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Privacy Notice for United Kingdom Longitudinal Population Cohort Studies of Sub-fertile Individuals and Children Conceived after Fertility Treatments (LIFT)

Who are we?

The University College London Great Ormond Street Institute of Child Health (UCL ICH), together with its clinical partner Great Ormond Street Hospital for Children (GOSH), forms the largest concentration of children’s health research in Europe. Our mission is to “improve the health and well-being of children, and the adults they will become, through world-class research, education and public engagement”.

Why do we need to process your personal data?

UCL (Great Ormond Street Institute of Child Health) wish to establish if sub-fertile individuals and children born after assisted conception (including IVF and related techniques) are at an increased risk of specific diagnoses compared to spontaneously conceived siblings and unrelated spontaneously conceived controls. Access to patient data is vital for this, and we implement high security and governance standards to ensure patient confidentiality within our research studies. In addition to obtaining ethical and legal approvals for all research, UCL also ensures that the use of personal information is strictly in the public interest by complying with the UK Policy Framework for Health and Social Care Research.

What personal data do we require?

To safeguard your rights, we will use the minimum personal information (which includes information about your health and treatment), and this will be collected from a third-party source with relevant approval from the Health Research Authority. The data required and their sources have been listed below:

• Personal information (such as name, date of birth, postcode and NHS number etc) of women who were treated with assisted reproductive technologies (ART) (source: NHS Digital).

• Personal information (such as name, date of birth, birth weight, sex, NHS number etc) of ART children and their non-ART siblings and controls (source: Human Fertilization & Embryology Authority).

• Records of hospital episodes (admitted patient care, critical care, outpatient care, and accident and emergency care) (source: Hospital Episode Statistics – NHS Digital).

Privacy Notice for United Kingdom Longitudinal Population Cohort Studies of Sub-fertile Individuals and Children Conceived after Fertility Treatments (LIFT)

Linkage and de-identification of these data extracts will be carried out by NHS Digital, and we (UCL) will receive a pseudo-anonymised dataset where each individual has been assigned a unique ID.

How will we handle your personal data?

The data will be pseudo-anonymised (key-coded) and, although this information is linked to you as an individual, UCL has no requirement and will not attempt to re-identify the data. For example, if we receive a unique ID number, no efforts will be made to determine your name, address or any other demographic details from other sources. Safeguards will be placed in all of our processes to protect your identity.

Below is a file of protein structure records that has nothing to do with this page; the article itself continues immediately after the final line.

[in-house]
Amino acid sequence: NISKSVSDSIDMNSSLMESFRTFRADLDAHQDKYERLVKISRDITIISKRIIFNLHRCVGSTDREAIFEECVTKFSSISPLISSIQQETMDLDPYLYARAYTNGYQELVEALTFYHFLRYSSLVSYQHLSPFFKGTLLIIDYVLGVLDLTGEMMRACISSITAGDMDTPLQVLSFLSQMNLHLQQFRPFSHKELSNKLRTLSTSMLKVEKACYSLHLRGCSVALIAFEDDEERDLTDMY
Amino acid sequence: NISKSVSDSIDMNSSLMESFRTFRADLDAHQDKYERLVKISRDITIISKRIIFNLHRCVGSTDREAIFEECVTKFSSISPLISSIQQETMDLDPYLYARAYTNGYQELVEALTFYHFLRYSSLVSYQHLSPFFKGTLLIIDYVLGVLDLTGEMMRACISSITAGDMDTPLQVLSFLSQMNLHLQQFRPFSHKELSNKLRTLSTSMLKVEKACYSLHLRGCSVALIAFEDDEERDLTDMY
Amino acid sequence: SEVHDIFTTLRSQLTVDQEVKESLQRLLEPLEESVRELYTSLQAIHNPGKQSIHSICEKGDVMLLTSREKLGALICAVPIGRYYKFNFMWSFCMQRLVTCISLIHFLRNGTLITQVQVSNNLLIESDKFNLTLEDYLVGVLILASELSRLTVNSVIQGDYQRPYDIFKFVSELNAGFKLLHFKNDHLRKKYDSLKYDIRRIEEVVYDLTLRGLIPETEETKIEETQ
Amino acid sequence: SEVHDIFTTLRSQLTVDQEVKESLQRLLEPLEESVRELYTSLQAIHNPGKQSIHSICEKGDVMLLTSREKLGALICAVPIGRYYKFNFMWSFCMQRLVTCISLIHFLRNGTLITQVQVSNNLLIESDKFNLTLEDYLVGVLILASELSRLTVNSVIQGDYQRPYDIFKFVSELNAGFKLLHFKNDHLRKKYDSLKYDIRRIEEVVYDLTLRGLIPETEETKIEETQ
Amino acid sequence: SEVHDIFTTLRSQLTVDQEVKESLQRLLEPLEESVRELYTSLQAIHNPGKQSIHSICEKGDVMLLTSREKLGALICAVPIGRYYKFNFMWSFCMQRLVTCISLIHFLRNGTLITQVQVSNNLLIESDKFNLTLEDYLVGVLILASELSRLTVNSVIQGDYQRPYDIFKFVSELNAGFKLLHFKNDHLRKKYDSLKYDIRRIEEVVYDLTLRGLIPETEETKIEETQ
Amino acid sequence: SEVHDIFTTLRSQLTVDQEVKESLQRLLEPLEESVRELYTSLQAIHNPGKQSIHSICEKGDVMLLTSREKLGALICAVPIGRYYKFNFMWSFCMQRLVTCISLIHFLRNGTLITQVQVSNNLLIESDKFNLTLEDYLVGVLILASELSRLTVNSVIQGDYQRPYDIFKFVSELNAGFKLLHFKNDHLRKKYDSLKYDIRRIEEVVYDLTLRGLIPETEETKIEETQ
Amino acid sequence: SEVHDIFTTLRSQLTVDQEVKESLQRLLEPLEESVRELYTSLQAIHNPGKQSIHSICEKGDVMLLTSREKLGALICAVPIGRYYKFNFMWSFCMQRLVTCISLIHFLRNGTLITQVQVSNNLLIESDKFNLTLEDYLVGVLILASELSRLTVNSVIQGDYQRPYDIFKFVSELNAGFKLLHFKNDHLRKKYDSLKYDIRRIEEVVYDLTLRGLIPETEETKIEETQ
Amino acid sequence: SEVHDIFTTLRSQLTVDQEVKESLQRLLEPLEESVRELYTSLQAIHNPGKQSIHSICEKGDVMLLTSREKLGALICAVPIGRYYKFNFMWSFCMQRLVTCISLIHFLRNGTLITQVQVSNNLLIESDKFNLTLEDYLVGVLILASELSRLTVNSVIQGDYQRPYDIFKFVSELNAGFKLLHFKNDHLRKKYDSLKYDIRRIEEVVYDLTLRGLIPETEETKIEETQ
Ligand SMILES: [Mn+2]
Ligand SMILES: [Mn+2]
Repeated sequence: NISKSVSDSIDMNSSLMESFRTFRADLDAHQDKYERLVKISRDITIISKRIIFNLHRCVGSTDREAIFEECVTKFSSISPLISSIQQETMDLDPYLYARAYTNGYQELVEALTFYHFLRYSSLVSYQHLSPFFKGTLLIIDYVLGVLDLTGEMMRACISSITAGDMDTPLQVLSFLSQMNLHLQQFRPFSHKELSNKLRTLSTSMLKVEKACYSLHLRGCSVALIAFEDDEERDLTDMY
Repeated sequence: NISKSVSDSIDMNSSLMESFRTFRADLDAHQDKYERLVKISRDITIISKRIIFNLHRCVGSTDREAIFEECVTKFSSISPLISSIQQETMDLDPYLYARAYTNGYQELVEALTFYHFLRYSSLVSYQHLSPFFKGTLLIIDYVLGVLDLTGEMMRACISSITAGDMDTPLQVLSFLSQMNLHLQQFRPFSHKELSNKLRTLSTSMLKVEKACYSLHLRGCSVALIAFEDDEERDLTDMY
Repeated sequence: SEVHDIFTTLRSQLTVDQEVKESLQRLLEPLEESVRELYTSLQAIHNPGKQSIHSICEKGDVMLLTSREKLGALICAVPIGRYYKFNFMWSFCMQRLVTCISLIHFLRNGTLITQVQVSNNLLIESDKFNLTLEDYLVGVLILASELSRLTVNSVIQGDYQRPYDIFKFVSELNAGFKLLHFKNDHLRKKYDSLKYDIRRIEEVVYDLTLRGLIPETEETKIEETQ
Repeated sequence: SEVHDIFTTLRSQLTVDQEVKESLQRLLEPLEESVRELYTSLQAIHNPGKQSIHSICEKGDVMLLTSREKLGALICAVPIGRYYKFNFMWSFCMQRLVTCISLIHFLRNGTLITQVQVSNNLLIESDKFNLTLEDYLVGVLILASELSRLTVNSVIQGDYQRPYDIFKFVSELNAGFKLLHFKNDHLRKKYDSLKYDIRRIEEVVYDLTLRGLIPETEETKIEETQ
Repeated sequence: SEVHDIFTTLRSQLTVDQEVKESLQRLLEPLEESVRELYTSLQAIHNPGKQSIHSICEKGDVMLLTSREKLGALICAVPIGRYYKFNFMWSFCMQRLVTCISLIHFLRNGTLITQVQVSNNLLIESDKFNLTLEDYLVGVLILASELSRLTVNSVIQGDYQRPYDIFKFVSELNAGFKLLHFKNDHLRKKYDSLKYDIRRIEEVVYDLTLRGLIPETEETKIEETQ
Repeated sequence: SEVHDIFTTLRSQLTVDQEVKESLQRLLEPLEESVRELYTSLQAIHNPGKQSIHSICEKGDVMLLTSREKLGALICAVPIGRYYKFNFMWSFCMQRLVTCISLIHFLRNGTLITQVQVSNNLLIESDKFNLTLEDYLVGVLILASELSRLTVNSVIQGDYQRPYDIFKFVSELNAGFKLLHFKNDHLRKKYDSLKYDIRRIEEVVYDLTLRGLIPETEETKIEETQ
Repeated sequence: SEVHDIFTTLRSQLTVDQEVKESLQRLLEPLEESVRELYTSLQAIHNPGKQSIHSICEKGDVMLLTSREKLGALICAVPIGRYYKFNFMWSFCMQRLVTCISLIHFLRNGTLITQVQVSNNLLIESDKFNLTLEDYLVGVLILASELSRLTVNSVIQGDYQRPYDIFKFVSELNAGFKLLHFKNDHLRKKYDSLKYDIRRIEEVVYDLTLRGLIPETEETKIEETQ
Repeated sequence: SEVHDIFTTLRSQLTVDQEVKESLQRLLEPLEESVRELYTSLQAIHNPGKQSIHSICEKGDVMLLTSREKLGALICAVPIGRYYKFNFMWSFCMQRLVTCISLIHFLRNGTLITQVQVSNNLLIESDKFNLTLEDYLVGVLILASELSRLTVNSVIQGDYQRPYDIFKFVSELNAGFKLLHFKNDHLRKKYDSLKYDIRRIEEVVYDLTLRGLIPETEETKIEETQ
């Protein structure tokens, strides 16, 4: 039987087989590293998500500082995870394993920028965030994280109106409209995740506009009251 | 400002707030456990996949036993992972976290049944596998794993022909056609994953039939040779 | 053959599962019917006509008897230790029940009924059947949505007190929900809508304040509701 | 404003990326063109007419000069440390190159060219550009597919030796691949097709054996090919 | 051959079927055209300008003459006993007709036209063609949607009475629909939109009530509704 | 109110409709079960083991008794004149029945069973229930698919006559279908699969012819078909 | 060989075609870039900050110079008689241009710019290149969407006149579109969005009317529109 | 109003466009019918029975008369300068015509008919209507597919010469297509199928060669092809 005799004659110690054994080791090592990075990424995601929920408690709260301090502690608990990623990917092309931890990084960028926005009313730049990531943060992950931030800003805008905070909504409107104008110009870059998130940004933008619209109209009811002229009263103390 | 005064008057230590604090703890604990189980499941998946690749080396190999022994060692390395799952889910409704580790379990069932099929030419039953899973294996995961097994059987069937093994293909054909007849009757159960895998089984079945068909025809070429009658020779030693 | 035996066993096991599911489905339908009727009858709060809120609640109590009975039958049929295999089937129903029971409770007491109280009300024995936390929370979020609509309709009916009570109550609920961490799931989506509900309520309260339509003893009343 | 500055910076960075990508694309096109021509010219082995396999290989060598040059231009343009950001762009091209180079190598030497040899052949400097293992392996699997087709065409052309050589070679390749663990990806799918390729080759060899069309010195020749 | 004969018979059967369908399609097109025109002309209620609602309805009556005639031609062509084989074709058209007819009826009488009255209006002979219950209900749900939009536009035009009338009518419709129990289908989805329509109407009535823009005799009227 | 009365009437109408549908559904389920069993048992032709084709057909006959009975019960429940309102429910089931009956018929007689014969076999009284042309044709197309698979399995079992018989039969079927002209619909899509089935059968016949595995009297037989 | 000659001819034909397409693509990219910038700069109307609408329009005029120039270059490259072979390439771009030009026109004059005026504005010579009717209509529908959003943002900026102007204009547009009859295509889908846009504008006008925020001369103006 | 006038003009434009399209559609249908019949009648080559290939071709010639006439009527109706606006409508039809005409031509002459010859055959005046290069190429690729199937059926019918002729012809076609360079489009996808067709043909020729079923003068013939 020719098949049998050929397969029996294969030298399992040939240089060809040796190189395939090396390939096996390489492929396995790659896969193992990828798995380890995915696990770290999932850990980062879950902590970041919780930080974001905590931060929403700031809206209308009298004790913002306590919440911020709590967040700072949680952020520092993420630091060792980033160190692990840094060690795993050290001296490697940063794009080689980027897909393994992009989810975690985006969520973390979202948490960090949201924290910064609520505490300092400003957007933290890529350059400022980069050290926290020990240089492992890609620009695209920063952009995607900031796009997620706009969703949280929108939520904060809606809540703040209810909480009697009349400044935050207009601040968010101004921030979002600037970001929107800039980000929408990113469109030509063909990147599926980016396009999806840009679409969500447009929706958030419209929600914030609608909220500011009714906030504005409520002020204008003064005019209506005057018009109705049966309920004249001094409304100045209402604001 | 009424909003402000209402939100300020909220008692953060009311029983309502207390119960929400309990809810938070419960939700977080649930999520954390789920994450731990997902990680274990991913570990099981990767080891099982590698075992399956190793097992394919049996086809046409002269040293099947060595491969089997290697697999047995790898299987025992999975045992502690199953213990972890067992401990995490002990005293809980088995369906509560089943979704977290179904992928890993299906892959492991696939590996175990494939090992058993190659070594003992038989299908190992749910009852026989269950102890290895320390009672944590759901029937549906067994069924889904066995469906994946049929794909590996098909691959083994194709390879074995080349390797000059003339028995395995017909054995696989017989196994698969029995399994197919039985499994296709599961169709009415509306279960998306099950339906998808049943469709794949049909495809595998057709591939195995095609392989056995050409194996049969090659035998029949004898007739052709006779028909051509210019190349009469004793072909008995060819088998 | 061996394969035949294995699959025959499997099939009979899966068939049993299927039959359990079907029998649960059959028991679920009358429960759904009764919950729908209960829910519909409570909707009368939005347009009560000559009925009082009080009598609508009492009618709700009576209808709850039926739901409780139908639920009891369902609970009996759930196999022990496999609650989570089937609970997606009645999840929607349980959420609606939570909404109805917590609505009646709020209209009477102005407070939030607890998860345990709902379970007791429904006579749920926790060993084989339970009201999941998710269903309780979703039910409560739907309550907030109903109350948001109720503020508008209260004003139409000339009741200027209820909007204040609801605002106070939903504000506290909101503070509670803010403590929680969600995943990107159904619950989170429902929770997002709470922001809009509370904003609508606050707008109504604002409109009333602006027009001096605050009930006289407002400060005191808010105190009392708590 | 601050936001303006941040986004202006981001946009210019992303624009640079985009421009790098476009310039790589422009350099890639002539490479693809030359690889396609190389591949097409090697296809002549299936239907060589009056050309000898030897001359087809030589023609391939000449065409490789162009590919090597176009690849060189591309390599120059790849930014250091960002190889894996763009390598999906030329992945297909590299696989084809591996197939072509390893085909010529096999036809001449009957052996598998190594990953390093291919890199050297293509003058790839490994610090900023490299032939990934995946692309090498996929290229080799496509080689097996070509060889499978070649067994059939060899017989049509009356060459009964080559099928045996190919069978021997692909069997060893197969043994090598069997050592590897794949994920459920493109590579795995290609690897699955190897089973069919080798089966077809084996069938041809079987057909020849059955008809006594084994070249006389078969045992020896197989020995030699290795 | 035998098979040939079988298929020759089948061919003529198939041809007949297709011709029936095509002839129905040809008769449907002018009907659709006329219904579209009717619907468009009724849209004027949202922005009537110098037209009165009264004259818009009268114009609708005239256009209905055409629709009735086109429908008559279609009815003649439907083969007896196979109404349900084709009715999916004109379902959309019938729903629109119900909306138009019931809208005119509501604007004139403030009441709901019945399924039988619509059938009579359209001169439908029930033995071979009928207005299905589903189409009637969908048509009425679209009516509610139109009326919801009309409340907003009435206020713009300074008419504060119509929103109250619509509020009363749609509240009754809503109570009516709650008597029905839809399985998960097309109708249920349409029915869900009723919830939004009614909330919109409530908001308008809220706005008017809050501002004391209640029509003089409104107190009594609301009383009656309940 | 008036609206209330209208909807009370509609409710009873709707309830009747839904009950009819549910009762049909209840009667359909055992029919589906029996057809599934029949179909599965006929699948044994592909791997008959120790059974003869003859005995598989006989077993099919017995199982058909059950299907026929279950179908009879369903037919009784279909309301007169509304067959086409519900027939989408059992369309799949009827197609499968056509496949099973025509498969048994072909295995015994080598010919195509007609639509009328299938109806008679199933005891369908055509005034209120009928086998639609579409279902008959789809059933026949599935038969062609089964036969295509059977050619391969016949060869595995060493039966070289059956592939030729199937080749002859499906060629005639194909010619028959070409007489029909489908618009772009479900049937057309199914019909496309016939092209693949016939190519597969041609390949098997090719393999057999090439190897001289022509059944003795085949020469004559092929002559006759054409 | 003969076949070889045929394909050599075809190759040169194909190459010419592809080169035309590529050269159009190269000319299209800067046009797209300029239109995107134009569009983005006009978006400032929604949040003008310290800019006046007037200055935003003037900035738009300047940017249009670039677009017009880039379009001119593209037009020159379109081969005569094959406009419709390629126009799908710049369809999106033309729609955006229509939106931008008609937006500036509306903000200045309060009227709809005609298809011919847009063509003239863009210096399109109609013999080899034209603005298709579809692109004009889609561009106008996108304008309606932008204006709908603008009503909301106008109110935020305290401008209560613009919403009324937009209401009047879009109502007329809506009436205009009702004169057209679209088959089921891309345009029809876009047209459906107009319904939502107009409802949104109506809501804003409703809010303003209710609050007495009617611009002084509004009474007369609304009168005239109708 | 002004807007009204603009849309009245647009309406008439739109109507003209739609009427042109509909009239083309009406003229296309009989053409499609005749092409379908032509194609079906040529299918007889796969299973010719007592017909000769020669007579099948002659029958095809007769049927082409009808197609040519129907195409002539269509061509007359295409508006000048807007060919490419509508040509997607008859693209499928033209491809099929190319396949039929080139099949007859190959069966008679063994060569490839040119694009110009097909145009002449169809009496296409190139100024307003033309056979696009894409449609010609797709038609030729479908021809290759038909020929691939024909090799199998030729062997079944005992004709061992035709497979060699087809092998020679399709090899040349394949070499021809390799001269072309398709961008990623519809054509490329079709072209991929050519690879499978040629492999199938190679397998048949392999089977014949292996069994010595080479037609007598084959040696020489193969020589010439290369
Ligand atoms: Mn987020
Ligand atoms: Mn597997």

Who will have access to the data and will it be shared with any third parties?

Under the EU General Data Protection Regulation, the legal basis for processing this information is for the performance of a task carried out in the public interest. UCL processes health information for the purposes of scientific research with appropriate safeguards in place to protect personal information, as required by the EU General Data Protection Regulation.

How will the data be processed?

Data processing for this project has been designed to ensure that identifiable data are seen by the fewest number of people at secure locations in secure methods, in accordance with the Data Protection Act. The expected outputs, which will contain only aggregate level data with small numbers suppressed, include a number of scientific papers which will be submitted to broad medical peer-reviewed journals directed towards a scientific/ clinical audience. Further dissemination of results will be carried out through medical conferences and the Human Fertilisation and Embryology Authority website and their associated networks (the fertility clinics, clinicians and directly to patients via these clinics and their website). All of this will be carried out in accordance with the ONS (Office for National Statistics) Disclosure Control Guidance for Birth and Death Statistics.

How long will the data be stored?

The data will be stored in the UCL data safe haven until the end of 2028, following which it will be securely destroyed. Only information believed to be factually correct, relevant to our work and not excessive for the purpose it was collected for will be stored and used.

Your rights

You have rights over your personal information by law and these apply to information processed for research purposes. However, as the data collected for this study is pseudo-anonymised and considered to be compliant with the ICO’s “Anonymization: managing data protection risk” code of practice, there are some specific exemptions and your rights to access, change or move your information are limited as we need to manage your information in specific ways in order for the research to be reliable and accurate.

However, if you do not want your confidential patient information to be used for research and planning, you can opt out of this using the National Data Opt-out Program. Further information about this program can be found here:

If you have any queries, need further assistance or have a complaint about how your data has been used, please contact Professor Alastair Sutcliffe at or the University Data Protection Officer at

Alternatively, complaints or concerns regarding an organisation’s information rights practices can also be reported to a supervisory authority, the Information Commissioner’s Office (ICO), by accessing the attached link ( or using their helpline number (0303 123 1113).